A new PEW survey does a deep exploration of public attitudes toward genetically modified organisms (GMOs), organic food, and scientific consensus. While the numbers are better than I thought they would be, perhaps indicating some progress, they still indicate a large disconnect between scientific and public opinion on food matters.

GMOs are safe

It is reasonable to take as a premise for understanding this survey that there is a strong scientific consensus that GMOs are safe for human and animal consumption. Every major scientific and medical organization that has systematically reviewed the published data (most of which, by the way, is independent from industry) have come to the same conclusion, that current GMOs on the market are safe and that there are no inherent risks to current technologies used to create GMOs. The latest such report, a 2016 review conducted by the National Academy of Sciences and discussed here on SBM in May, also concluded GMOs are safe.

In a 2015 Pew survey, 88% of scientists surveyed reported they felt GMOs were safe. That was higher than the 87% who reported they believed in man-made global warming. So arguably there is a stronger scientific consensus that GMOs are safe than there is for anthropogenic global warming.

At the same time there is no convincing evidence, after 50 years of research, that organic food is more healthful than conventional produce.

In that same 2015 Pew survey only 37% of US adults agreed with the statement that GMOs are safe to eat. That was a 51% difference in opinion between scientists and the general public, the largest gap of any issue covered in the survey.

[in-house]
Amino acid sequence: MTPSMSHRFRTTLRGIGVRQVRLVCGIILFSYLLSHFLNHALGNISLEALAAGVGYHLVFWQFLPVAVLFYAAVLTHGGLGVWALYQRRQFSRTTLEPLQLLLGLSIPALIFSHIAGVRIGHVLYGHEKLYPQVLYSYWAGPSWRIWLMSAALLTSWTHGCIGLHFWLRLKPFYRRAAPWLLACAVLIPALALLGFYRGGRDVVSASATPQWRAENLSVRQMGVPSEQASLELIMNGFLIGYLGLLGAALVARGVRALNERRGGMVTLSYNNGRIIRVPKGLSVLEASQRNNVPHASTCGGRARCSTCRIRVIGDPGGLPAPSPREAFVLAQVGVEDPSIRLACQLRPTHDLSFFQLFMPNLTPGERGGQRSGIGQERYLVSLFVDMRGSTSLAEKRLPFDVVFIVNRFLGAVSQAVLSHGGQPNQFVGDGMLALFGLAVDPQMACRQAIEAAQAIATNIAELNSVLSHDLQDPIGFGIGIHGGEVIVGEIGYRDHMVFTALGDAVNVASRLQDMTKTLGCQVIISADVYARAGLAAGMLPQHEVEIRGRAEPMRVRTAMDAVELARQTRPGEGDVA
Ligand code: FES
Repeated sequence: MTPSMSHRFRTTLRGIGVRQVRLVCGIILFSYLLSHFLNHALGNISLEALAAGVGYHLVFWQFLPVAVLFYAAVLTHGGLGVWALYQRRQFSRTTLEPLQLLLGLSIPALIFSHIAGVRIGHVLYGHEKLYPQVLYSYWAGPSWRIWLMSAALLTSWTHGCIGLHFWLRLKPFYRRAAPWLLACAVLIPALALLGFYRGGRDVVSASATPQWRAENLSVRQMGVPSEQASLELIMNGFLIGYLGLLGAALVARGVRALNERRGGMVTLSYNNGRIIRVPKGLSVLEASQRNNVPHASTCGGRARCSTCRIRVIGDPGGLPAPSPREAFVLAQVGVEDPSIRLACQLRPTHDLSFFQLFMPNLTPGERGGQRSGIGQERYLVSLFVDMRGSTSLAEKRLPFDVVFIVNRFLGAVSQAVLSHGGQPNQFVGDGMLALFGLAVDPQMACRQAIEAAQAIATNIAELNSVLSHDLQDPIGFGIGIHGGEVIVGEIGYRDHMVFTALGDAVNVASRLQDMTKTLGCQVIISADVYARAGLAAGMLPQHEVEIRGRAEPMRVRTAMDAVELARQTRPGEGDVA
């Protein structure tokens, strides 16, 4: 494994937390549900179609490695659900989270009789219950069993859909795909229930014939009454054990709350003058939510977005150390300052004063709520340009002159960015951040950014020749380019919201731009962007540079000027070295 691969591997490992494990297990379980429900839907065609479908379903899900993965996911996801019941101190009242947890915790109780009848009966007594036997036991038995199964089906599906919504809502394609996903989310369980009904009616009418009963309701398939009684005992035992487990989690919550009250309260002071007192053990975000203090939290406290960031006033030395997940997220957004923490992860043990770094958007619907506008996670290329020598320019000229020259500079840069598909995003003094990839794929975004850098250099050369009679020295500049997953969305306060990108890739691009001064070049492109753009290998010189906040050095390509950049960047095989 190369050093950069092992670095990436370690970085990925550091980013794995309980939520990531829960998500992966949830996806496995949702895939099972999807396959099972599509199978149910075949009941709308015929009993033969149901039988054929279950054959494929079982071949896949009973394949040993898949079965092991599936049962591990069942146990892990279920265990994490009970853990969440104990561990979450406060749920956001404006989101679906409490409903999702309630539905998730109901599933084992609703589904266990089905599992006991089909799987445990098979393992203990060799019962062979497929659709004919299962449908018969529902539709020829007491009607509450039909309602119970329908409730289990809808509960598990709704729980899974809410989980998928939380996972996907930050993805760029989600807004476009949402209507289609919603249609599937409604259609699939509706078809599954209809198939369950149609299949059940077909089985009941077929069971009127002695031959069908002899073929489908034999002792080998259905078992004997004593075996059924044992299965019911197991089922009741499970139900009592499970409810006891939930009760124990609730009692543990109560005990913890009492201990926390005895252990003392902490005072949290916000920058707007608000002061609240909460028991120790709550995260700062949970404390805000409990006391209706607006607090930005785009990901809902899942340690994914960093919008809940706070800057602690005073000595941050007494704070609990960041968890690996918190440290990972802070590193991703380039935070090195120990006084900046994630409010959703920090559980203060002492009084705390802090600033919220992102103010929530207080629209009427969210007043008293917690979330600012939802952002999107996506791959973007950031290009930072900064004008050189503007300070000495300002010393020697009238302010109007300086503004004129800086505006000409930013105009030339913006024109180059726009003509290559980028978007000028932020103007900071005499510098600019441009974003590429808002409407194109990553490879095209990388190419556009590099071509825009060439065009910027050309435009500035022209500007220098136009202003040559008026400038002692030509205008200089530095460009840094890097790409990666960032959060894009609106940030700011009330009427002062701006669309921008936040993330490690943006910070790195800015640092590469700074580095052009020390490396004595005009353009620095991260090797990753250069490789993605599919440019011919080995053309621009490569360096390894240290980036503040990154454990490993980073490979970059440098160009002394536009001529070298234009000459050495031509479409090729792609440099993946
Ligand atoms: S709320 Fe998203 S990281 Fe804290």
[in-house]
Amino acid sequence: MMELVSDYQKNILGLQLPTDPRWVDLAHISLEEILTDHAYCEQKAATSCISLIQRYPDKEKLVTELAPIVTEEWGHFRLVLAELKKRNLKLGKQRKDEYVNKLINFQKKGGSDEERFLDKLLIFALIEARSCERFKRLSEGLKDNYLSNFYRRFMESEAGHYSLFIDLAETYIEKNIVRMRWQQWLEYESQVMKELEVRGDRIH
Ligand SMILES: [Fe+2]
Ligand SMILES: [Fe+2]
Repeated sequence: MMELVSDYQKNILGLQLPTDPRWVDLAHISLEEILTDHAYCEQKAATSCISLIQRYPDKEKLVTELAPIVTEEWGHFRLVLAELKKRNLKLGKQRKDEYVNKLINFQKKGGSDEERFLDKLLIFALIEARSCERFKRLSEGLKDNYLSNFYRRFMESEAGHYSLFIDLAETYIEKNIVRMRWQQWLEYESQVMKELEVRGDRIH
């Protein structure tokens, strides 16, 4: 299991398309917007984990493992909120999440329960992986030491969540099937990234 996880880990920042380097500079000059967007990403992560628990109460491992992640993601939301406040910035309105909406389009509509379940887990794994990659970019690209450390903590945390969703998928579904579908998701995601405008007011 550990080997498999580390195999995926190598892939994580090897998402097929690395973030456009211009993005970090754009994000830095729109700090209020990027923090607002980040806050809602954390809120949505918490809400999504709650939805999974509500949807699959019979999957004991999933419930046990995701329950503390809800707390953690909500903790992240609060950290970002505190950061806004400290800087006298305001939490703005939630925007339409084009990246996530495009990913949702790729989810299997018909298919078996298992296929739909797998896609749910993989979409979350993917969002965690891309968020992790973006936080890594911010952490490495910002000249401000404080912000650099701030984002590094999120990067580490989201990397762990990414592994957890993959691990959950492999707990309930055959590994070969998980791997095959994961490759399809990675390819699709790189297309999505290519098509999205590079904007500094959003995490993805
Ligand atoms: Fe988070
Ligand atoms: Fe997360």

As an aside, when discussing GMO safety and the healthfulness of organic vs conventional food many advocates will argue that many people choose organic or to avoid GMOs for reasons other than health, either environmental or reasons of social justice. However, this survey also found that 76% of people who choose organic do so for perceived health benefits. It’s also irrelevant to this discussion, which is about the public perception of the scientific consensus on health.

The New Survey

The new Pew survey goes into more detail about public attitudes toward GMOs, food in general, and scientists.

Of those surveyed, 39% reported that they felt GMOs were worse for health than conventionally grown produce, while 55% felt that organic produce was better for health. This is asking the question the other way around from the 2015 survey which found that only 37% of adults feel that GMOs are safe.

We cannot conclude that this means attitudes have changed from 2015 to 2016. It’s possible, for example, that in the current survey many people felt that conventional food was also unhealthy.

In any case, there remains a profound disconnect between public and scientific opinion on the issue of organic and GMO produce. This is likely the result of activist and marketing campaigns to both promote the more expensive and more profitable organic produce and to vilify anything GMO.

Interestingly, negative attitudes toward GMOs do not vary by any predictable demographic. Numbers were roughly equal across the political spectrum, and for gender, age, and income.

For the public GMOs are not a partisan issue (which is in stark contrast to other scientific issues, such are global warming, which are dominantly partisan). The same is not true, however, of the main political parties. The Republican Party has been consistently opposed to mandatory GMO labeling, while the Democratic Party has been largely for it.